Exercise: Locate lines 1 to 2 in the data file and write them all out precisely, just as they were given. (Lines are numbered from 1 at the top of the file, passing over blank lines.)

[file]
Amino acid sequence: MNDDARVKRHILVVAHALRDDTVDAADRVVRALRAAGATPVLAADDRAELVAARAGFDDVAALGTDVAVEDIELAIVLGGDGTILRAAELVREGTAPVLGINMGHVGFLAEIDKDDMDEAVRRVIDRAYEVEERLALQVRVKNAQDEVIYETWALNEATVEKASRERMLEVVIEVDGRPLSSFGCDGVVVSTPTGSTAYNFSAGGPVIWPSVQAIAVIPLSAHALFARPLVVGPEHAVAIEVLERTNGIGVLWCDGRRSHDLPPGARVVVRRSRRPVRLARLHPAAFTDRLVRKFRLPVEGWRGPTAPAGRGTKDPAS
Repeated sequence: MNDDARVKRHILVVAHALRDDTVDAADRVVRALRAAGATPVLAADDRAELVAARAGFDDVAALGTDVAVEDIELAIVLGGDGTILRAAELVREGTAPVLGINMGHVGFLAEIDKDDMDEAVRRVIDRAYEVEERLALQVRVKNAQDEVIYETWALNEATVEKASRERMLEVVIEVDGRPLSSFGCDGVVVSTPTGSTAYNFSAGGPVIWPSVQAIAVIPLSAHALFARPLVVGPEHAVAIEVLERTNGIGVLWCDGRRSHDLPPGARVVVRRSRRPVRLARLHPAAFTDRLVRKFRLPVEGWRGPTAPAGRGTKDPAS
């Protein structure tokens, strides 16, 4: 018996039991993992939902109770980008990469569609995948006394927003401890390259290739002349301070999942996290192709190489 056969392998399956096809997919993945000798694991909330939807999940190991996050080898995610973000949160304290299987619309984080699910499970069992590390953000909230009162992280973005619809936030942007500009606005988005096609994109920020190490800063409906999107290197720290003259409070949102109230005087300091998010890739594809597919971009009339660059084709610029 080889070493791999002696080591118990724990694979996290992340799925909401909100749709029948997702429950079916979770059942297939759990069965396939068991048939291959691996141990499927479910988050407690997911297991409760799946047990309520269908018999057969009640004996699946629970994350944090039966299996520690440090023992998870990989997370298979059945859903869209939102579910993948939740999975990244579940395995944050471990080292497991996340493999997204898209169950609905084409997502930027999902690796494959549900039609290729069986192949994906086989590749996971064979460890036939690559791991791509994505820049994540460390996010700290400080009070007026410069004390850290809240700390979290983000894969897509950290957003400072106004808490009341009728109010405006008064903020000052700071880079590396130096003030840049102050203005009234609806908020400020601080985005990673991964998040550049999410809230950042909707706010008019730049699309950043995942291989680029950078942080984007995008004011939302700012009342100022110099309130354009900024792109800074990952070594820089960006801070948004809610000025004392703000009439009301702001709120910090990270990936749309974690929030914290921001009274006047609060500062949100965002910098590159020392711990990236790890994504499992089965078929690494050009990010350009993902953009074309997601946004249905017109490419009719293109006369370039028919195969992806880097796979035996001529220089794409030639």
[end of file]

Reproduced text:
Amino acid sequence: MNDDARVKRHILVVAHALRDDTVDAADRVVRALRAAGATPVLAADDRAELVAARAGFDDVAALGTDVAVEDIELAIVLGGDGTILRAAELVREGTAPVLGINMGHVGFLAEIDKDDMDEAVRRVIDRAYEVEERLALQVRVKNAQDEVIYETWALNEATVEKASRERMLEVVIEVDGRPLSSFGCDGVVVSTPTGSTAYNFSAGGPVIWPSVQAIAVIPLSAHALFARPLVVGPEHAVAIEVLERTNGIGVLWCDGRRSHDLPPGARVVVRRSRRPVRLARLHPAAFTDRLVRKFRLPVEGWRGPTAPAGRGTKDPAS
Repeated sequence: MNDDARVKRHILVVAHALRDDTVDAADRVVRALRAAGATPVLAADDRAELVAARAGFDDVAALGTDVAVEDIELAIVLGGDGTILRAAELVREGTAPVLGINMGHVGFLAEIDKDDMDEAVRRVIDRAYEVEERLALQVRVKNAQDEVIYETWALNEATVEKASRERMLEVVIEVDGRPLSSFGCDGVVVSTPTGSTAYNFSAGGPVIWPSVQAIAVIPLSAHALFARPLVVGPEHAVAIEVLERTNGIGVLWCDGRRSHDLPPGARVVVRRSRRPVRLARLHPAAFTDRLVRKFRLPVEGWRGPTAPAGRGTKDPAS